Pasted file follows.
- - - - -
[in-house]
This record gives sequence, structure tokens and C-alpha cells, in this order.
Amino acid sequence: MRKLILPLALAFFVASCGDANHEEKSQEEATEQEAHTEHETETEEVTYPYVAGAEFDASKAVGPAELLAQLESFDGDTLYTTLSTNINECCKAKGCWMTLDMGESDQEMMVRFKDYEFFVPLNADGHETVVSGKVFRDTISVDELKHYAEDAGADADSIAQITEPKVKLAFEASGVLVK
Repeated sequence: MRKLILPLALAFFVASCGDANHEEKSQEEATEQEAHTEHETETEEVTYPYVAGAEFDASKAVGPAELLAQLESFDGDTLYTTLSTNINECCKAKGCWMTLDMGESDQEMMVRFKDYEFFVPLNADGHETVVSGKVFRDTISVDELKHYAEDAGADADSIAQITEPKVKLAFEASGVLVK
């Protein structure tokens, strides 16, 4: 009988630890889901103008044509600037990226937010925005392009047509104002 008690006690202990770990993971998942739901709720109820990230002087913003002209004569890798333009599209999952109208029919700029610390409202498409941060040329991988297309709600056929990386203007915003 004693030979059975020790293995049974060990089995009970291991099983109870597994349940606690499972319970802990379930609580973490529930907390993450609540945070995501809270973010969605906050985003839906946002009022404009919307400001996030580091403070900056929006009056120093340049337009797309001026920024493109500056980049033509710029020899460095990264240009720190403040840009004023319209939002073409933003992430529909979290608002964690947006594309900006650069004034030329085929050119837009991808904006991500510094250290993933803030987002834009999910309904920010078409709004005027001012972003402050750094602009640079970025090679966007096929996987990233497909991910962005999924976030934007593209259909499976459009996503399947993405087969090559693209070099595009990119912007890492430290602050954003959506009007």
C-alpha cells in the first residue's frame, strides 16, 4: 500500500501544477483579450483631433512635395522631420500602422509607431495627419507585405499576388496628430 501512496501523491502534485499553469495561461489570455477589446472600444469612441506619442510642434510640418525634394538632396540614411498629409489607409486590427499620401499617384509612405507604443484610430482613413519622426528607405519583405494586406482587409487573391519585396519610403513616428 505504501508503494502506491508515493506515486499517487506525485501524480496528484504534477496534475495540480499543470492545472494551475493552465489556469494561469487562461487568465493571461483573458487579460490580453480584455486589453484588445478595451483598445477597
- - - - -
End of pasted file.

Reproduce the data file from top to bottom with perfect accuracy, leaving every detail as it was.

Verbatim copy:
[in-house]
This record gives sequence, structure tokens and C-alpha cells, in this order.
Amino acid sequence: MRKLILPLALAFFVASCGDANHEEKSQEEATEQEAHTEHETETEEVTYPYVAGAEFDASKAVGPAELLAQLESFDGDTLYTTLSTNINECCKAKGCWMTLDMGESDQEMMVRFKDYEFFVPLNADGHETVVSGKVFRDTISVDELKHYAEDAGADADSIAQITEPKVKLAFEASGVLVK
Repeated sequence: MRKLILPLALAFFVASCGDANHEEKSQEEATEQEAHTEHETETEEVTYPYVAGAEFDASKAVGPAELLAQLESFDGDTLYTTLSTNINECCKAKGCWMTLDMGESDQEMMVRFKDYEFFVPLNADGHETVVSGKVFRDTISVDELKHYAEDAGADADSIAQITEPKVKLAFEASGVLVK
């Protein structure tokens, strides 16, 4: 009988630890889901103008044509600037990226937010925005392009047509104002 008690006690202990770990993971998942739901709720109820990230002087913003002209004569890798333009599209999952109208029919700029610390409202498409941060040329991988297309709600056929990386203007915003 004693030979059975020790293995049974060990089995009970291991099983109870597994349940606690499972319970802990379930609580973490529930907390993450609540945070995501809270973010969605906050985003839906946002009022404009919307400001996030580091403070900056929006009056120093340049337009797309001026920024493109500056980049033509710029020899460095990264240009720190403040840009004023319209939002073409933003992430529909979290608002964690947006594309900006650069004034030329085929050119837009991808904006991500510094250290993933803030987002834009999910309904920010078409709004005027001012972003402050750094602009640079970025090679966007096929996987990233497909991910962005999924976030934007593209259909499976459009996503399947993405087969090559693209070099595009990119912007890492430290602050954003959506009007």
C-alpha cells in the first residue's frame, strides 16, 4: 500500500501544477483579450483631433512635395522631420500602422509607431495627419507585405499576388496628430 501512496501523491502534485499553469495561461489570455477589446472600444469612441506619442510642434510640418525634394538632396540614411498629409489607409486590427499620401499617384509612405507604443484610430482613413519622426528607405519583405494586406482587409487573391519585396519610403513616428 505504501508503494502506491508515493506515486499517487506525485501524480496528484504534477496534475495540480499543470492545472494551475493552465489556469494561469487562461487568465493571461483573458487579460490580453480584455486589453484588445478595451483598445477597